Emptying the attic, reviewing the life

This year I may actually keep a New Year’s resolution. While our attic storage space is not crammed full, I knew that it sheltered many items I no longer had any use for. I was determined to make definite decisions and to clear out the clutter.

I was proceeding well until I came to the clothes hanging on racks. Because there was space, it was easy to move outdated, although beloved, outfits from the closet to the attic. It was a convenient place to stash formal attire my husband and I no longer wear.  

My mother, who did not have much extra space, asked me to safeguard the dresses that held special significance for her. Two of her fancy dresses dated from the 1930s. One from the 1950s she wore in Puerto Rico and was flattered when a handsome Spaniard made a pass at her. She even saved the clear plastic shoes with rhinestone buckles that she wore with it. What other stories are associated with these gowns have gone to the grave with her and I do not feel compelled to hold onto these memories that are not mine.

Prom dresses from my three daughters glitter from the rack. Bridesmaid gowns, expensive and worn for a matter of hours, also reside there. I will inquire, but I am sure that they are no longer wanted or even thought about.     

I remove two items, which judging from their vibrant colors date from the late 1960s. One is a long skirt with bands of designs in pink, orange, purple and lime green. The other is a dress with wide palazzo pants in great swirls of the same striking colors. I loved wearing both, especially on the winter vacations my husband and I took to the Caribbean. Just looking at them conjured up the feel of sun rays on pallid skin and of humid air, the smell of suntan lotion, the taste of rum punches, the sounds of steel drums playing “Yellow Bird” and turquoise water lapping the shore.

I think that maybe I should save them in the unlikely event that we are invited to a ’60s party. I cannot resist the urge to try them on. There seems to be a problem around the waist. Three children and 50 years have added to my girth. There is no way I will ever zip them closed again.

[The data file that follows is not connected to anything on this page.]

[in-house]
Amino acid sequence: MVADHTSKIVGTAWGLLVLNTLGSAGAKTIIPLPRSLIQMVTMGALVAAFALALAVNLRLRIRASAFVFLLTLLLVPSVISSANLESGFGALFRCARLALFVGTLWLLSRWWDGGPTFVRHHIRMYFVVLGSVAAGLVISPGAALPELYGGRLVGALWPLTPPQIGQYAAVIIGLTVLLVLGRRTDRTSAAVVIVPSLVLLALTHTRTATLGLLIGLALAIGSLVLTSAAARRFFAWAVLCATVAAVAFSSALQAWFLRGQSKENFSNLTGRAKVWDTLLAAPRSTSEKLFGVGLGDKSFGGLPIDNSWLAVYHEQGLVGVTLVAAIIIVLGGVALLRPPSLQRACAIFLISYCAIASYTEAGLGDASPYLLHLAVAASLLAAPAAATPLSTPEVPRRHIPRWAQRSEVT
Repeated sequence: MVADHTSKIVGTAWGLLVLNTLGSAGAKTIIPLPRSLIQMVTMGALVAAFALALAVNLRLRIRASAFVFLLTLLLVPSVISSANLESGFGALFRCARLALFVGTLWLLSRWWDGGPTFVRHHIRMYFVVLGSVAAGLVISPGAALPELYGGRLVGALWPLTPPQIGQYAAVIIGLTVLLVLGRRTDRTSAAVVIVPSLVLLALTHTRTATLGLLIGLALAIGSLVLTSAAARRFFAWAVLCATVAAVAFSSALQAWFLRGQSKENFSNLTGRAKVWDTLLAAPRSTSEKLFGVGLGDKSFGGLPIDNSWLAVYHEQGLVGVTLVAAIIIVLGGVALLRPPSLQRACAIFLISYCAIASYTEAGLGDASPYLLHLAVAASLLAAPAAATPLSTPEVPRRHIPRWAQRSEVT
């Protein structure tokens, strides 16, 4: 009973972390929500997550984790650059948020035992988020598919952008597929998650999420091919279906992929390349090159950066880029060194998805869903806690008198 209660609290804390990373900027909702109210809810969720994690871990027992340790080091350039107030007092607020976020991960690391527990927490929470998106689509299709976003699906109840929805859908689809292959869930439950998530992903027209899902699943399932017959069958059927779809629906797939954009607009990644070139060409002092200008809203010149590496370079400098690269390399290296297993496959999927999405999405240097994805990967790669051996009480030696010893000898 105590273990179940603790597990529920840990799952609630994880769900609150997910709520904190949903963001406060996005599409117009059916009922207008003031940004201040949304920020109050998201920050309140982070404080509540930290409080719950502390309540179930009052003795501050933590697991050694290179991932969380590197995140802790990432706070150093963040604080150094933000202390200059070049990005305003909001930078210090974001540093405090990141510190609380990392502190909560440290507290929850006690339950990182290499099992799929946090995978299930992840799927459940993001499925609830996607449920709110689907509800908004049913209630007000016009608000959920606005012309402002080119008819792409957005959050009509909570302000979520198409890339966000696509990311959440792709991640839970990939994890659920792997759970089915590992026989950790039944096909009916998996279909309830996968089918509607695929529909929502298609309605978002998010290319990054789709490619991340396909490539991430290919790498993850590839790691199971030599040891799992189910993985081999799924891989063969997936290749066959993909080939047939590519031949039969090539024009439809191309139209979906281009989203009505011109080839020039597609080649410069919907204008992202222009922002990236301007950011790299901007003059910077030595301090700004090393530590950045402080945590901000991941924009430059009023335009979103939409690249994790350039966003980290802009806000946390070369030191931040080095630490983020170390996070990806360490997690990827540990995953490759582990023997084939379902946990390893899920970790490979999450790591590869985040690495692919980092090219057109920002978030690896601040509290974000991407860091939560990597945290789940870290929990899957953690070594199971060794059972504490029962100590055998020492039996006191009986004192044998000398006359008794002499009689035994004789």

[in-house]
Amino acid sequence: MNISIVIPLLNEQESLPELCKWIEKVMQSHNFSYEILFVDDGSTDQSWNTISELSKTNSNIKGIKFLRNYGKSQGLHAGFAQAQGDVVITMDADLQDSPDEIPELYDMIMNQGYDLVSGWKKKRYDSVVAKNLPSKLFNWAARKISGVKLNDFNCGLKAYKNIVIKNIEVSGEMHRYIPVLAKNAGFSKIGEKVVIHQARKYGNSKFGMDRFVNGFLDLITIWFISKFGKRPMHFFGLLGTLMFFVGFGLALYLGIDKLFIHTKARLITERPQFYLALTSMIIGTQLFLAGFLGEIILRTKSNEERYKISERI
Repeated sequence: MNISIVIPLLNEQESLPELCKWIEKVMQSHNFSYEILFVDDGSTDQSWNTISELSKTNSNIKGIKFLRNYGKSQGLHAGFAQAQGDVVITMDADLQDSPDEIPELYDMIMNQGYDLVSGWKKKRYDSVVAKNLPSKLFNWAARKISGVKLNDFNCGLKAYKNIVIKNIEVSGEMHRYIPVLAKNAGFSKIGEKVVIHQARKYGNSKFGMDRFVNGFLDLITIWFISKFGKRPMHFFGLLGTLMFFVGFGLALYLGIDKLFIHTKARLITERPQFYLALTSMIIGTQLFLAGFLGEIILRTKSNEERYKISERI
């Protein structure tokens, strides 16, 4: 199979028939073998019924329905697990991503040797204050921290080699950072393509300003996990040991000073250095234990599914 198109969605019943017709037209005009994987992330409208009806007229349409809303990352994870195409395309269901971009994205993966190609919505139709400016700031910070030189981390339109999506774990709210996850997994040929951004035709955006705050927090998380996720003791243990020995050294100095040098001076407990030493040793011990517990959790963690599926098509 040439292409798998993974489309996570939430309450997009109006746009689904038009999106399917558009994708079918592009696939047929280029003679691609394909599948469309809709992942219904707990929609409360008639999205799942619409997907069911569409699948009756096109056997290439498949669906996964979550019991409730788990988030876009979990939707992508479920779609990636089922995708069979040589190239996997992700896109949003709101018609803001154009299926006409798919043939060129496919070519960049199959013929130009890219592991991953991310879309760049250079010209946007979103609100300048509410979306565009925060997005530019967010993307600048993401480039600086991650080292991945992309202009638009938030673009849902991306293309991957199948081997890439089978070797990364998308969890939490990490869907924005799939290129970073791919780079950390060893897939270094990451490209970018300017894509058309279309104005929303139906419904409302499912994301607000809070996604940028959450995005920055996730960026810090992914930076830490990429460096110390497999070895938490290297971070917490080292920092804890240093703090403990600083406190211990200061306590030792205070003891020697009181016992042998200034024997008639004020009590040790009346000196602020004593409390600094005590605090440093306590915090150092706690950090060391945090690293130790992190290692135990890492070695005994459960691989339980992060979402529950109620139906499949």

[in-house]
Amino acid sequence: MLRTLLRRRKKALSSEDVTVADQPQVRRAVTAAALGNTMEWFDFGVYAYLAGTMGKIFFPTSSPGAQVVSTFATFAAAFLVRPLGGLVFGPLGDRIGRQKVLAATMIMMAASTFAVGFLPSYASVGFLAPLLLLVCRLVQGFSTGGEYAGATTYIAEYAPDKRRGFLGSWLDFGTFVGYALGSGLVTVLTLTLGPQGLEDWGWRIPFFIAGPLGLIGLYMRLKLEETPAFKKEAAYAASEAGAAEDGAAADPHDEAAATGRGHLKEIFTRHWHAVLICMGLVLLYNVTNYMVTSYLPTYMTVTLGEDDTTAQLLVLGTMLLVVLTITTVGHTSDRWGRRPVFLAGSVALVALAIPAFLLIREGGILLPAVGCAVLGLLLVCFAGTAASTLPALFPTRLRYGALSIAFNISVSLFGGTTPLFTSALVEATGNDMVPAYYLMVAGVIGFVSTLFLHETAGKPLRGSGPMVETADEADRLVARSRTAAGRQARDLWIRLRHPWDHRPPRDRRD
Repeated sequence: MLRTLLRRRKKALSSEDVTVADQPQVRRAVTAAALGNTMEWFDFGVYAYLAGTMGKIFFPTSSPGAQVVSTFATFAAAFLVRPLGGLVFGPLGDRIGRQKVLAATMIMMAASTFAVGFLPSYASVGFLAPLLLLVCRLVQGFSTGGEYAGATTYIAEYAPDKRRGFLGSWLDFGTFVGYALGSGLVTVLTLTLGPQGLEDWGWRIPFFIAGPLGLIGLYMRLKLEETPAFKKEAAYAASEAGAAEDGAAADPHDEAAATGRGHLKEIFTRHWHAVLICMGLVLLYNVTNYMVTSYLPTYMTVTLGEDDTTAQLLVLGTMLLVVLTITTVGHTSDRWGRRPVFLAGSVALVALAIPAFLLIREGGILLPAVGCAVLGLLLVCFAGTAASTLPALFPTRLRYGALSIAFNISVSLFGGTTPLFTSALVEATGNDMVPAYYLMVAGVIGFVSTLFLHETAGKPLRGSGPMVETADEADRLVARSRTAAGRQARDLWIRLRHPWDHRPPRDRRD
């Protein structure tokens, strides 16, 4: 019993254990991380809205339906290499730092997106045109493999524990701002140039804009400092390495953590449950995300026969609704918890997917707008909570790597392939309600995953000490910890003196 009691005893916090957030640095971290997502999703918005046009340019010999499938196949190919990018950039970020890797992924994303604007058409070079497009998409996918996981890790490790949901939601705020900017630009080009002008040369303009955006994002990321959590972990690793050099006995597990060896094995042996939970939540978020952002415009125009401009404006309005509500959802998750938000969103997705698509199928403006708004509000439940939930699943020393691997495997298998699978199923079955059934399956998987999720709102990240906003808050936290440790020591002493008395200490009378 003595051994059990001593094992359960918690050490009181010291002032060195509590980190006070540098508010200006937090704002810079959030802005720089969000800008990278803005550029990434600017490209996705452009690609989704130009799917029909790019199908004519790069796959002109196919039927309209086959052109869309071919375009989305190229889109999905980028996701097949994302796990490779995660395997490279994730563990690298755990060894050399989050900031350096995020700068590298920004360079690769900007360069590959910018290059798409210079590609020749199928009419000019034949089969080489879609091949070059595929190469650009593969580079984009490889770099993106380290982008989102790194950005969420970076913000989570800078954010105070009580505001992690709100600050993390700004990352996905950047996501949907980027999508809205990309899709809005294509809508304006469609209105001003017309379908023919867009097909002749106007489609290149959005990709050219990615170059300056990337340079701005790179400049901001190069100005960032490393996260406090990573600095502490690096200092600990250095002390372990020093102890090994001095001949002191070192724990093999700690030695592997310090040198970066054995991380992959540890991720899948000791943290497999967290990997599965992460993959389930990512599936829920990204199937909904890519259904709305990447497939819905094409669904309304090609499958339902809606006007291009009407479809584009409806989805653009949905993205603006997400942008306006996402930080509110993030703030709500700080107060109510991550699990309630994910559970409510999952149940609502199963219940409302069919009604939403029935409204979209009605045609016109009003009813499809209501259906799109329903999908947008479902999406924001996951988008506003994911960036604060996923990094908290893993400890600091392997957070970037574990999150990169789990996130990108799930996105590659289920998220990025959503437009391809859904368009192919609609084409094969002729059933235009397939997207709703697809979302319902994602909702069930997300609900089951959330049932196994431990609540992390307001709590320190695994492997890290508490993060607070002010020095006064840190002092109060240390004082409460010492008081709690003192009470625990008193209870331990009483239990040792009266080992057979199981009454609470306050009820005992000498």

The next item I try to fit into is a floor-length blue gown. It is way too long. I have shrunk an inch in my advancing years and I used to wear it with four-inch heels. Today my feet hurt even in flats. The dress moves to the discard pile. Gaining momentum, I dismiss the others with a sigh for a time gone-by.

Peeking into the boxes stashed below the rack is like taking a time-trip back through my life. There is my wedding dress. Despite being carefully cleaned and packaged, it has a stain on the skirt. My daughters had shunned it for their weddings, but could I actually put it in the used clothes bin or even the garbage?

A favorite ski sweater still has a tape with my maiden name sewed into it. I skied all through college. Riding up a chairlift after my engagement senior year, I was chatting with a stranger. When he learned that my fiancé did not ski, he predicted that the marriage would never last. It has, but I have not skied since.

My mother saved one of the dresses that I wore to dancing class in fifth grade. I recall the jumble of emotions that accompanied these sessions held in the auditorium of the town hall, which faced the central common green of a typical old New England town. The fun of dressing up; the mixture of dread and excitement before; the awkwardness of boys lined up standing on one side of the room, the girls seated on the other; the boys racing to select a partner for the fox trot lesson to follow – this and more I remember while I look at this child-sized sheer outfit with green silk trim and ribbons. 

The small handmade and smocked dresses from New Orleans and the pink satin baby bonnet, jacket and booties set may have been mine, or maybe not. In any case, my children wanted nothing to do with them when their daughters were born. They were, however, saved for some reason and I will not be the one to throw them out. 

Carrying an armload of dresses with crinoline enhanced skirts to the top of the attic stairs, I spy an assortment of old LP records. The players for them are long gone. These are dusty relics, I know, but I glance at the covers. This is the music that I grew up with, that I danced to, that I fell in love to now spread across the rough floor boards. How can I part with these? I decide I have done enough work for one day. 


Jane Keiter lives in Lakeville.